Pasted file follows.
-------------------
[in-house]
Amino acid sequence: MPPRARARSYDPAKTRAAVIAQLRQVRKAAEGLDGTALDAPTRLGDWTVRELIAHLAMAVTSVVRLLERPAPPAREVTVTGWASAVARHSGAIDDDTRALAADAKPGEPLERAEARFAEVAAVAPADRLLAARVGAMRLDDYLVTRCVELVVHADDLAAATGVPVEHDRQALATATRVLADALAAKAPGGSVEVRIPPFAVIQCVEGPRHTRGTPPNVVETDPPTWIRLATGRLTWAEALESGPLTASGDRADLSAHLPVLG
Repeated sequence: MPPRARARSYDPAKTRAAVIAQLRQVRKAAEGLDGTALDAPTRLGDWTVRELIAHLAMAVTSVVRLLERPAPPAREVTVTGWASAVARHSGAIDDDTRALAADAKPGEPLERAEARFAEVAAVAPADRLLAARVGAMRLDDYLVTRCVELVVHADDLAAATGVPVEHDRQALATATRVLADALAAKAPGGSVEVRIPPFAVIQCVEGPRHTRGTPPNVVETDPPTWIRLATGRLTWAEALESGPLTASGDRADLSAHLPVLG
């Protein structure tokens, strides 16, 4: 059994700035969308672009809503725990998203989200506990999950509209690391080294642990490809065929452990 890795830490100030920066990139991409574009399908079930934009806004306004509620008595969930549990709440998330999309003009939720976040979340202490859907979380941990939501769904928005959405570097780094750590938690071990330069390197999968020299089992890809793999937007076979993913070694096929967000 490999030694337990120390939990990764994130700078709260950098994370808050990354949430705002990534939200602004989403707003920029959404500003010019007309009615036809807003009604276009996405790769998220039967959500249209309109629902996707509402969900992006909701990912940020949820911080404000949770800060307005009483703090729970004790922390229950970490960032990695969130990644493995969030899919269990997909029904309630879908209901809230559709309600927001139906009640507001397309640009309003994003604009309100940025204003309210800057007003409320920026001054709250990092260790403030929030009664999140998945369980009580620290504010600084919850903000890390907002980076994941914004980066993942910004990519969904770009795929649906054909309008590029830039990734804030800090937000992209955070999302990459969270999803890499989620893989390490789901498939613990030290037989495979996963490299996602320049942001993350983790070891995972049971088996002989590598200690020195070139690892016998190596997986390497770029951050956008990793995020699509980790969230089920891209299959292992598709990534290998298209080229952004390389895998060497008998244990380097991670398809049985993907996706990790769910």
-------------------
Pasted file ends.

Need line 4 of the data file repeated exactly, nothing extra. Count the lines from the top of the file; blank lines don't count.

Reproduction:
């Protein structure tokens, strides 16, 4: 059994700035969308672009809503725990998203989200506990999950509209690391080294642990490809065929452990 890795830490100030920066990139991409574009399908079930934009806004306004509620008595969930549990709440998330999309003009939720976040979340202490859907979380941990939501769904928005959405570097780094750590938690071990330069390197999968020299089992890809793999937007076979993913070694096929967000 490999030694337990120390939990990764994130700078709260950098994370808050990354949430705002990534939200602004989403707003920029959404500003010019007309009615036809807003009604276009996405790769998220039967959500249209309109629902996707509402969900992006909701990912940020949820911080404000949770800060307005009483703090729970004790922390229950970490960032990695969130990644493995969030899919269990997909029904309630879908209901809230559709309600927001139906009640507001397309640009309003994003604009309100940025204003309210800057007003409320920026001054709250990092260790403030929030009664999140998945369980009580620290504010600084919850903000890390907002980076994941914004980066993942910004990519969904770009795929649906054909309008590029830039990734804030800090937000992209955070999302990459969270999803890499989620893989390490789901498939613990030290037989495979996963490299996602320049942001993350983790070891995972049971088996002989590598200690020195070139690892016998190596997986390497770029951050956008990793995020699509980790969230089920891209299959292992598709990534290998298209080229952004390389895998060497008998244990380097991670398809049985993907996706990790769910």